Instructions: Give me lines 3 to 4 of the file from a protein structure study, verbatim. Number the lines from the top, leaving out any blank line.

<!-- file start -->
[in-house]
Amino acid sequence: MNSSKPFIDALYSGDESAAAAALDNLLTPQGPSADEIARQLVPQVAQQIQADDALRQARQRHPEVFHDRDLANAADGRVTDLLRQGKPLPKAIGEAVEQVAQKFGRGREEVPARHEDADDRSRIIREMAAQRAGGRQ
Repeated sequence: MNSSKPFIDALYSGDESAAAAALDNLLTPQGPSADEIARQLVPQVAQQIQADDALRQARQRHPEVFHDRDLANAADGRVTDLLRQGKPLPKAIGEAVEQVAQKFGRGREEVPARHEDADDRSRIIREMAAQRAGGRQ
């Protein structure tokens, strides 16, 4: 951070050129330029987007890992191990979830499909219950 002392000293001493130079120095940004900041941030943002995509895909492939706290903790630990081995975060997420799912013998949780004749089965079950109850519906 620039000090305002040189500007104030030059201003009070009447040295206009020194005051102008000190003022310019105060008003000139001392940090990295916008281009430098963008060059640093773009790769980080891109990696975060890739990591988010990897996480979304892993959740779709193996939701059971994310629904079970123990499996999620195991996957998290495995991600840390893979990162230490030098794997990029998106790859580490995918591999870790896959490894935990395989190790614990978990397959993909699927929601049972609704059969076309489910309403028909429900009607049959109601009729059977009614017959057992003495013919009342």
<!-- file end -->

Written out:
Repeated sequence: MNSSKPFIDALYSGDESAAAAALDNLLTPQGPSADEIARQLVPQVAQQIQADDALRQARQRHPEVFHDRDLANAADGRVTDLLRQGKPLPKAIGEAVEQVAQKFGRGREEVPARHEDADDRSRIIREMAAQRAGGRQ
């Protein structure tokens, strides 16, 4: 951070050129330029987007890992191990979830499909219950 002392000293001493130079120095940004900041941030943002995509895909492939706290903790630990081995975060997420799912013998949780004749089965079950109850519906 620039000090305002040189500007104030030059201003009070009447040295206009020194005051102008000190003022310019105060008003000139001392940090990295916008281009430098963008060059640093773009790769980080891109990696975060890739990591988010990897996480979304892993959740779709193996939701059971994310629904079970123990499996999620195991996957998290495995991600840390893979990162230490030098794997990029998106790859580490995918591999870790896959490894935990395989190790614990978990397959993909699927929601049972609704059969076309489910309403028909429900009607049959109601009729059977009614017959057992003495013919009342």